Analysis of a cerium oxide catalyst with carbon monoxide probe molecules and infrared reflectance absorption spectroscopy. (Source: IFG/KIT)
Many technologies would not be possible without catalysts. To further improve heterogeneous catalysts, it is necessary to analyze the complex processes at their surface, where the active centers are located. Researchers at the Karlsruhe Institute of Technology (KIT), together with colleagues from Spain and Argentina, have made decisive progress in this area.
Many important technologies, for example for energy conversion, emission reduction or chemical production, only work with suitable catalysts. Therefore, highly efficient materials for heterogeneous catalysis are becoming increasingly important. In heterogeneous catalysis, the substance acting as a catalyst and the substances reacting with each other are present in different phases, for example solid and gaseous. The material compositions can already be reliably determined with the aid of various methods – the processes that take place directly at the catalyst surface, on the other hand, still elude most analytical methods.
“But it is precisely the highly complex chemical processes at the very outer surface of the catalysts that are crucial,” explains Professor Christof Wöll, head of the Institute for Functional Interfaces (IFG) at KIT, “because that is where the active centers are located at which the catalyzed reaction takes place.”
Precise Analysis of the Surface of Powder Catalysts
Cerium oxides, which are compounds of the rare earth metal cerium with oxygen, are some of the most important heterogeneous catalysts. They exist as powders, consisting of nanoparticles with a controlled structure. The shape of the nanoparticles significantly affects the reactivity of the catalyst. To study the processes at the surface of such powder catalysts, researchers have for some time been using probe molecules, such as carbon monoxide molecules, that attach to the nanoparticles and measuring the samples with infrared reflectance absorption spectroscopy (IRRAS).
The infrared radiation excites molecular vibrations. Detailed information about the nature and composition of the catalytic centers can be obtained from the vibrational frequencies of the probe molecules. However, the interpretation of the experimental IRRAS data has been problematic until now. This is because, especially for the technologically relevant powder catalysts, many oscillation bands can be observed, the exact assignment of which is difficult. Theoretical calculations have not really been helpful in this respect so far, because the deviation from the experiment — even in the case of model systems – was so large that the experimentally observed oscillation bands could not be reliably assigned.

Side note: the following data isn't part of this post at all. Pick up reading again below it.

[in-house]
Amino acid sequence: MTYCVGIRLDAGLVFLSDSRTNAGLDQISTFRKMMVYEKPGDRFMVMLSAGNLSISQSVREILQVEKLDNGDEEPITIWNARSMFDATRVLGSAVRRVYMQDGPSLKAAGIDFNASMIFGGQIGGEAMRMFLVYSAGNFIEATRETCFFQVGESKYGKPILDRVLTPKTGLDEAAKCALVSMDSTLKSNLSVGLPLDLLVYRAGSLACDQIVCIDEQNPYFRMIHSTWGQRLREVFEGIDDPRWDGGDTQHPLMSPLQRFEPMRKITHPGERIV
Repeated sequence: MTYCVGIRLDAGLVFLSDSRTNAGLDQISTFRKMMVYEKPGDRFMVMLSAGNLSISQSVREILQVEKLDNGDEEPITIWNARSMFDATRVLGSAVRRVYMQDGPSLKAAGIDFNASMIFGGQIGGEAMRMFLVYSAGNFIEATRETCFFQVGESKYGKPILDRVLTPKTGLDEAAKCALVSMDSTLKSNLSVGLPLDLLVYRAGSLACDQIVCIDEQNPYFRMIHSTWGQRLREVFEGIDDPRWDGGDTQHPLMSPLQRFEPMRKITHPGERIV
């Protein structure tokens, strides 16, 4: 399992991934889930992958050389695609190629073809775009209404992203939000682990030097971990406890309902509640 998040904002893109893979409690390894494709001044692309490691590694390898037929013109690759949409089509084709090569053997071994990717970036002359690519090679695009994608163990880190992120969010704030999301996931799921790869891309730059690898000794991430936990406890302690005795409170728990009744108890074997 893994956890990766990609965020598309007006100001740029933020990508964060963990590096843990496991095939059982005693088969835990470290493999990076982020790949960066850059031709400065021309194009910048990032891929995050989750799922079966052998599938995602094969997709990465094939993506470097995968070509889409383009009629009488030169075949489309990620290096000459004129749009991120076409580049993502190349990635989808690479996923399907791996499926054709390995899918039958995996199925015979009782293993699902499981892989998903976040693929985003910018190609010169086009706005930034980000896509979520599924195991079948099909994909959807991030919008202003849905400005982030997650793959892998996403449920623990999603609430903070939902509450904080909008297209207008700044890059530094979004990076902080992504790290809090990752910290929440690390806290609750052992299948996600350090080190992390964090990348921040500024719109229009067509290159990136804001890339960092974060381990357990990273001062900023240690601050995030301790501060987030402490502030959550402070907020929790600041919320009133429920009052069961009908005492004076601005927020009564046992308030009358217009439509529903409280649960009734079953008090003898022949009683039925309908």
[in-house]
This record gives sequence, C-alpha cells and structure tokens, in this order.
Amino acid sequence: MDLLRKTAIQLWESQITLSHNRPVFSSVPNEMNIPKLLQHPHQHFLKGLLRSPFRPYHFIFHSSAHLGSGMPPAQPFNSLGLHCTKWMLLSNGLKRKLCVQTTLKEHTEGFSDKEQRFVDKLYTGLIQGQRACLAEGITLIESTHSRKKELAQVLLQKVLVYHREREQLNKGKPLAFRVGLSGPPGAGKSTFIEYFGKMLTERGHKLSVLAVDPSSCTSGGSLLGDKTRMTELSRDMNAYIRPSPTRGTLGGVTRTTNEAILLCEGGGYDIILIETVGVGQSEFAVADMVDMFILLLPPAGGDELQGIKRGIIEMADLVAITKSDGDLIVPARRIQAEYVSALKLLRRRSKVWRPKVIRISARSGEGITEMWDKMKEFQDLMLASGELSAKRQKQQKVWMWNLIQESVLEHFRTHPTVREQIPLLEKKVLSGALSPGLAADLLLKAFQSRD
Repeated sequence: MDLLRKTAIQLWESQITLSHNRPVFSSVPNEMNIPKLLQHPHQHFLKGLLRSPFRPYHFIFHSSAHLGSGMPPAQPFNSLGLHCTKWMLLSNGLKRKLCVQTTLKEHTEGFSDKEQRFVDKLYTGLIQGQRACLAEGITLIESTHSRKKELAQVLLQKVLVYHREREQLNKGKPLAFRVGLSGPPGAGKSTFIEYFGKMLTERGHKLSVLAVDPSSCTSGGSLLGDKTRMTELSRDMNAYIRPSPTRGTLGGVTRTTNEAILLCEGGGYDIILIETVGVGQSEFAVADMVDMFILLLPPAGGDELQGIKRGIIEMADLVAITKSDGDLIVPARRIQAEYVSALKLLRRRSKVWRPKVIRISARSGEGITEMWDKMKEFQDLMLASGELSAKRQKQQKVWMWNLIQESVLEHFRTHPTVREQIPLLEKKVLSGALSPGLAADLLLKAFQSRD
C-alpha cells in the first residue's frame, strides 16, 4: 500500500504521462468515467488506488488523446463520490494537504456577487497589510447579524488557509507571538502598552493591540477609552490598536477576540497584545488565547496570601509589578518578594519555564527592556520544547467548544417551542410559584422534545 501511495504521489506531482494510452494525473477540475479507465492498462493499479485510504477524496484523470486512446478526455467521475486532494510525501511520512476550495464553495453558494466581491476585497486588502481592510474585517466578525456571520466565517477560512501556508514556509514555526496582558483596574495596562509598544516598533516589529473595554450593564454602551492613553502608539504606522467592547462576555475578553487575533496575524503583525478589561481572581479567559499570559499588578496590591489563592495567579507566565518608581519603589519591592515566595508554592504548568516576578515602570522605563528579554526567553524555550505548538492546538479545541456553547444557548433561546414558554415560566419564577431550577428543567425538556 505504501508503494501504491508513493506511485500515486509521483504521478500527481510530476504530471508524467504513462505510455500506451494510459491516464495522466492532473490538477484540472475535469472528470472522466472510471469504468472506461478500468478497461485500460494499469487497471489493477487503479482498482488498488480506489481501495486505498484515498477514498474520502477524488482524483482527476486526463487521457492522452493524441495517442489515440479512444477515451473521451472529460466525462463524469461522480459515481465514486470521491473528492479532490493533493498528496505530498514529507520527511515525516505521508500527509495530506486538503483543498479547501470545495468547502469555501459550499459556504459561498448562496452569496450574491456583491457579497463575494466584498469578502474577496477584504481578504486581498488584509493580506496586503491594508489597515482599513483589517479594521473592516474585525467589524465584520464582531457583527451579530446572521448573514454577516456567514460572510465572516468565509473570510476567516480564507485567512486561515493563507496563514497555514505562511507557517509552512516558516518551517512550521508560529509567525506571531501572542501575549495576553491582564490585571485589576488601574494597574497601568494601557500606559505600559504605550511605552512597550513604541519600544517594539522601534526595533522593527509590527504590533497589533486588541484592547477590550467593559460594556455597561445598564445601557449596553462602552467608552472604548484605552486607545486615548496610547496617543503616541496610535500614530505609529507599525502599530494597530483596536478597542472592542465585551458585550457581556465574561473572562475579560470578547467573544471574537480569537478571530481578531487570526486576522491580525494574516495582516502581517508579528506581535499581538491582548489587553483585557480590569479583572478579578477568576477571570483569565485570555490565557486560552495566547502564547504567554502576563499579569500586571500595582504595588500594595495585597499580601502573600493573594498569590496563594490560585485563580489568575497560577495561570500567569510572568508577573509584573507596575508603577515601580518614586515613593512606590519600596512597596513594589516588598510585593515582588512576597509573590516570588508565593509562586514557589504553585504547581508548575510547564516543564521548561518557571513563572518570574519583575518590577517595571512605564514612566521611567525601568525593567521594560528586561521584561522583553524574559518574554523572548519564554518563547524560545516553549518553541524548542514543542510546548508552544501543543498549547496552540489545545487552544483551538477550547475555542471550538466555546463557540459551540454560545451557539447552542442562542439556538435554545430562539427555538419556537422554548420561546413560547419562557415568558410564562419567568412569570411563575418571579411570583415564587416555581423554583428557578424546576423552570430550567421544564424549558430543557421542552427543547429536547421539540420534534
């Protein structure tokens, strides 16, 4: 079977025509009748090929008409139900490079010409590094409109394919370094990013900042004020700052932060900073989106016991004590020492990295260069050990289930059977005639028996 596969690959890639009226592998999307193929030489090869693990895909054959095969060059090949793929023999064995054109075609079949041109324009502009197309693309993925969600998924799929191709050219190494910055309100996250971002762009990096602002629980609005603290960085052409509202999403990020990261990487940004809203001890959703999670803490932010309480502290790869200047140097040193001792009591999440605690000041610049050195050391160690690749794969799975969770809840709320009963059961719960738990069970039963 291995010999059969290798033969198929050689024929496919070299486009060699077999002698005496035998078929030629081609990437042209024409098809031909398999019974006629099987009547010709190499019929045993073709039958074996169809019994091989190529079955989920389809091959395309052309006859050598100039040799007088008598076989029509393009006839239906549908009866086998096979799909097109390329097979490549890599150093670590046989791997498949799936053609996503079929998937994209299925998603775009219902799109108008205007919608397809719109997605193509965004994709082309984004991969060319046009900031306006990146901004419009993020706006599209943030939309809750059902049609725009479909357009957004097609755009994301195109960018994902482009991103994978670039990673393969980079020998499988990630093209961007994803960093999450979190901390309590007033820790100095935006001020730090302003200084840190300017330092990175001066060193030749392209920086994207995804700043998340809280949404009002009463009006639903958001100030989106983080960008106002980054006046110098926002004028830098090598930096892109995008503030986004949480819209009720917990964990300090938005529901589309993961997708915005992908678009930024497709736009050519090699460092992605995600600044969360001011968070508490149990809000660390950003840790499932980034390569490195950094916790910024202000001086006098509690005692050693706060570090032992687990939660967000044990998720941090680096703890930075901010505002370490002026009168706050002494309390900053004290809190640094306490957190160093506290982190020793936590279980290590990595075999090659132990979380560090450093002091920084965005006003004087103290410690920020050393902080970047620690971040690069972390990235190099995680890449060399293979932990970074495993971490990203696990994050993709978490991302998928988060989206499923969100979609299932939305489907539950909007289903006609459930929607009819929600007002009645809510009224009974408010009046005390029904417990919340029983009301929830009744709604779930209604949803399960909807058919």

Long Computing Time — High Accuracy
Researchers at the Institute for Functional Interfaces (IFG) and the Institute for Catalysis Research and Technology (IKFT) of KIT have now identified and solved an important problem of theoretical analysis in international cooperation with colleagues from Spain and Argentina, coordinated by Dr. M. Verónica Ganduglia-Pirovano of the Consejo Superior de Investigaciones Científicas (CSIC) in Madrid. As the researchers report in the journal Physical Review Letters, they have used systematic theoretical studies and validation of the results on model systems to show that the theoretical methods used so far have fundamental weaknesses.
Such weaknesses are generally observed in density functional theory (DFT) calculations, a method that can be used to determine the quantum mechanical ground state of a multi-electron system based on the density of electrons. As the research group discovered, the shortcomings can be overcome with so-called hybrid functionals that combine DFT and Hartree-Fock methods, an approximation technique in quantum chemistry. While this makes the calculations quite costly, it also makes them highly accurate. “It is true that the computation times required for these new methods are about a factor of 100 greater than those for conventional methods,” Wöll explains. “But this disadvantage is more than compensated by the excellent agreement with the experimental systems.” The researchers used nanoscale ceria catalysts as an example to demonstrate this advance, which can contribute significantly to making heterogeneous catalysts more effective and durable.
The results of the work also provide an important contribution to the new Collaborative Research Center (SFB) “Track Act — Tracking Active Sites in Heterogeneous Catalysts for Emission Control” at KIT.